All Is Not Forgotten
(St Martins Press)
Alan Forrester is an upscale psychotherapist in an upscale community in the suburbs of Connecticut. His clientele includes the well-off country-club set in town, their families and friends. Also, once a week, he heads upstate to counsel the killers and murderers and rapists at the Connecticut Connecticut Department of Corrections, the high-security prison in Somers. Why?
As unpleasant as it is to pass a day with violent offenders, I believe I am serving a vital role. Our prisons are overflowing with the mentally ill. Whether the illness led them to commit their crimes, or the prison environment created their illness, is not always easily determined.
"And for my purposes largely irrelevant," he concludes. "In any case, I understand the criminal mind."
§ § §
One of Forrester's specialties involves Post Traumatic Stress. When we set out to type up this review, I noted "PTST." I wasn't sure if that was the correct abbreviation, so I looked it up. According to the Acronym Finder online, PTST represents "Pop Tarts Suck Toasted." (And after that, according to the IRS, "Prohibited Tax Shelter Transaction." I prefer the first.)
But if you are into shrinkery, and are not a mere absent-minded book reviewer, what we should have been looking for is "PTSD," Post-Traumatic Stress Disorder (with or without a hyphen). It's what happens when you or I or anyone get walloped by something we are in no way prepared for, something that will, guaranteed, change one's life, from top to bottom. (At least, that's what it did to me. These shakes you see here didn't get here on their own.)
In All Is Not Forgotten we find a shit-load of traumas, in the most unexpected places. The most painful one is the one that starts the book, in full-vivid, scary, awful 3-D (this Walker can write) rape of an angelic seventeen-year-old high school student named Jenny Kramer. It's so authentic and compelling that around page fifteen (or even less) you might, just as I did, lay aside the book for awhile . . . not so sure that you want to sailor on. I mean this reality business can be just too much. In this case: not only too much for the victim, but too much for reader, perhaps even for the author.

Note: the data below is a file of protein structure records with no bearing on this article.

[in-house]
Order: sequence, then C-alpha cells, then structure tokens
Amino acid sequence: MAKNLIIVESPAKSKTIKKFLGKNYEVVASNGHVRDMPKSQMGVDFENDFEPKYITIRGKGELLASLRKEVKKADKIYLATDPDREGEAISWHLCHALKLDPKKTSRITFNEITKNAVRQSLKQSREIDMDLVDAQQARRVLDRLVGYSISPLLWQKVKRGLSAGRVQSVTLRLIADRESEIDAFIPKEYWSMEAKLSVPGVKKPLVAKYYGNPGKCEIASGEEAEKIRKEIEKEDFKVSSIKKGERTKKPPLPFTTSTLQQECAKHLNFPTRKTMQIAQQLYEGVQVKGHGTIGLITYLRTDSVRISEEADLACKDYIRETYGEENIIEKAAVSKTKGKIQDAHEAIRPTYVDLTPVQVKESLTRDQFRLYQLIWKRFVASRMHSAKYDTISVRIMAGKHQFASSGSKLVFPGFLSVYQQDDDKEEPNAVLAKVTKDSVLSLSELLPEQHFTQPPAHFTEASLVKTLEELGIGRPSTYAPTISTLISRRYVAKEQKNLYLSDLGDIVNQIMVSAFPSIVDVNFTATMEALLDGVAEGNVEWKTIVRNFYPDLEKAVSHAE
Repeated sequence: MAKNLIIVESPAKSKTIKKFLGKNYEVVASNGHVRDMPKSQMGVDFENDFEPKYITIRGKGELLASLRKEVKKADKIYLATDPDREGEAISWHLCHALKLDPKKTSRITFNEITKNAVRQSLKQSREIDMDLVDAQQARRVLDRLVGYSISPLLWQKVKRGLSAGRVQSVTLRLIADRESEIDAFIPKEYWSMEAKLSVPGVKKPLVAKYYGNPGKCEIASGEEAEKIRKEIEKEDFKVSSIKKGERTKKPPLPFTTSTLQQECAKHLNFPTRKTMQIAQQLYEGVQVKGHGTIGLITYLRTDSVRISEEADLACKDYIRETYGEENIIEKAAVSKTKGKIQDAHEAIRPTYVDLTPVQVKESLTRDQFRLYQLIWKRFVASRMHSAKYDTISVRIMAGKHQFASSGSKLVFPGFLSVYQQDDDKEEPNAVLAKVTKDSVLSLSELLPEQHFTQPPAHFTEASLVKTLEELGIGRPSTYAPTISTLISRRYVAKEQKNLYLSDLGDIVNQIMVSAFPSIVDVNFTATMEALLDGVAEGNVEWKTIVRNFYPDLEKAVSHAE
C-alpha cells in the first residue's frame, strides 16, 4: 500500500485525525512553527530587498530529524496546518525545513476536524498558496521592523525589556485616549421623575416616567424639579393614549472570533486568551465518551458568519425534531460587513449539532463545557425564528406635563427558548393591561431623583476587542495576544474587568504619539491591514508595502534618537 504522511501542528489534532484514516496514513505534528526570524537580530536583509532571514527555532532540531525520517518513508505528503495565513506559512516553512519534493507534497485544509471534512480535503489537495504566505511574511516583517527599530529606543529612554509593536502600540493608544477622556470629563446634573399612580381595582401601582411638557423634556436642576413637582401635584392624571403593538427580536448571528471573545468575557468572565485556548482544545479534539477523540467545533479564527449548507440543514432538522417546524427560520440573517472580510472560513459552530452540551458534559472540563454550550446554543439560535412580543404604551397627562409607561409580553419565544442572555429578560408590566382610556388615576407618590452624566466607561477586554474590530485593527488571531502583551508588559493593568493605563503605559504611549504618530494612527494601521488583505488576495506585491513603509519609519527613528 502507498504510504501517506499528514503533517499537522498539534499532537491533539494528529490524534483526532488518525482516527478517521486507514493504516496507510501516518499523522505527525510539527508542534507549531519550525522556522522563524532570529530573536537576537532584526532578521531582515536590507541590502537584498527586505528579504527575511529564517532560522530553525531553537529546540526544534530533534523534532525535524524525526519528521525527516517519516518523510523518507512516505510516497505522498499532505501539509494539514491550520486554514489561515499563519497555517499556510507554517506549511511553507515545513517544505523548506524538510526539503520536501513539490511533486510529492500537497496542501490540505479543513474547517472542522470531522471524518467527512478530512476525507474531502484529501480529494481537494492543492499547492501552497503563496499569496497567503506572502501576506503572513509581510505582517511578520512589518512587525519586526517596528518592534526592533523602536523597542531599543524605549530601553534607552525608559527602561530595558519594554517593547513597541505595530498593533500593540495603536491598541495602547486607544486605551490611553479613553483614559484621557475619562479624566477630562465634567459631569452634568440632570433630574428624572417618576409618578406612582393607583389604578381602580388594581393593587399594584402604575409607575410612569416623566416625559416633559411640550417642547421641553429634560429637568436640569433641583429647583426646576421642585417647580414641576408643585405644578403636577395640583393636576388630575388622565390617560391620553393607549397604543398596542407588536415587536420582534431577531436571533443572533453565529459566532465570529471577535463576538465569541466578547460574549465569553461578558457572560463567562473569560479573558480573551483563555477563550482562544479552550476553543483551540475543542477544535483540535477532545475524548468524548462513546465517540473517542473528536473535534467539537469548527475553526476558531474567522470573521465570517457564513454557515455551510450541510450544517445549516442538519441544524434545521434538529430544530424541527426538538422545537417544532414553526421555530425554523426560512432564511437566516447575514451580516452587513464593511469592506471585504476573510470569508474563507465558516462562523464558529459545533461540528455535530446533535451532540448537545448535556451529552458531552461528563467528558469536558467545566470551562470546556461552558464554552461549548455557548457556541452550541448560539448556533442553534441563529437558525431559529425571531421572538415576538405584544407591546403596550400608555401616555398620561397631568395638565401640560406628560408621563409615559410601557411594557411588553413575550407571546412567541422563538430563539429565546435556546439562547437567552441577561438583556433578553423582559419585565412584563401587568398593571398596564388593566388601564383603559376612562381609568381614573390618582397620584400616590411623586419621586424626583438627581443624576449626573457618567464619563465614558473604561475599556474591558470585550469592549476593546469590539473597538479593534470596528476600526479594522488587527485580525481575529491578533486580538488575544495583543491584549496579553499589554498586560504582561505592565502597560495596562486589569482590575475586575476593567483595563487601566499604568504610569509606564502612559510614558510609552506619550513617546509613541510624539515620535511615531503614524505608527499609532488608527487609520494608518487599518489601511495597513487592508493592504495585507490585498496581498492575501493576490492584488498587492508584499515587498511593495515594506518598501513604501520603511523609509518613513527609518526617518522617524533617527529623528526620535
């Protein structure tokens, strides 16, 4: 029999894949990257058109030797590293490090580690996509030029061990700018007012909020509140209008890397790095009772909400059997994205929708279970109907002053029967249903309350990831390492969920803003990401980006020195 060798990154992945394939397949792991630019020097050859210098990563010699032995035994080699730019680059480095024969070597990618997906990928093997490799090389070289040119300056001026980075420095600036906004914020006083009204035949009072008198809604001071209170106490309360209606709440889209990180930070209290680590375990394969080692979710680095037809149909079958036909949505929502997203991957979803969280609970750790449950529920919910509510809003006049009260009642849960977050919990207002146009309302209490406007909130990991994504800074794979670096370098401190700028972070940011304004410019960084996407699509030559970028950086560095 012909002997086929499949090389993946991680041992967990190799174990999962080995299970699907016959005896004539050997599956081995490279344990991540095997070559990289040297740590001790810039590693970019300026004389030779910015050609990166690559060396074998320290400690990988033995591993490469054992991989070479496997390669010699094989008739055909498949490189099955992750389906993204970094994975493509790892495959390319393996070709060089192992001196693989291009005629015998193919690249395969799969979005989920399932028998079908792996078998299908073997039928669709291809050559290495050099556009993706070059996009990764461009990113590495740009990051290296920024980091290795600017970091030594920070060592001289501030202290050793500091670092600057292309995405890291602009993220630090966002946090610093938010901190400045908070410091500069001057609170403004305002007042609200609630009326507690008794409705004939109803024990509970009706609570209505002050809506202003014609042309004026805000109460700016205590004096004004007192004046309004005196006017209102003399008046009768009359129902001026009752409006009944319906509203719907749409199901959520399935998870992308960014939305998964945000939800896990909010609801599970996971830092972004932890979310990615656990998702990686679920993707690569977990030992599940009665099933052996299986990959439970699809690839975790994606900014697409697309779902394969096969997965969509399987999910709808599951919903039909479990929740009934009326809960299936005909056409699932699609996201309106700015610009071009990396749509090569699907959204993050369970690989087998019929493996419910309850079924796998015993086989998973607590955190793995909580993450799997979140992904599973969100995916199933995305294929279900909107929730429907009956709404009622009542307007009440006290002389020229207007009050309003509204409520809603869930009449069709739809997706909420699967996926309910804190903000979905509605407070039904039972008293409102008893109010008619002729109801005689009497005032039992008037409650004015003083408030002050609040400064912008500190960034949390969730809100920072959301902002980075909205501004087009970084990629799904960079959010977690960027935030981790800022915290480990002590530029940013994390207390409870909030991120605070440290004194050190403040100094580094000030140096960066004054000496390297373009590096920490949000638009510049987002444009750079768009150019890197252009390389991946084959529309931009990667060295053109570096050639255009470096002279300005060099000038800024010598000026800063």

I waited a few weeks, and finally returned to the scene. And am glad that I did. Because Walker doesn't stop to berate the reader with the mere horror of it; she goes on to create a virulent if not compelling story; one that touches on violation, surely, but also crammed with subsequent trickier, fascinating questions.
How far should we go to shield the violated or burned or victimized from trauma? If it is a rescue operation, who needs to be rescued, and how?
Also, who needs to be investigated? What kind of guilt (and subsequently power) devolves to or on the father, the detectives, the mother, the suspects, the victim . . . and the psychiatrist?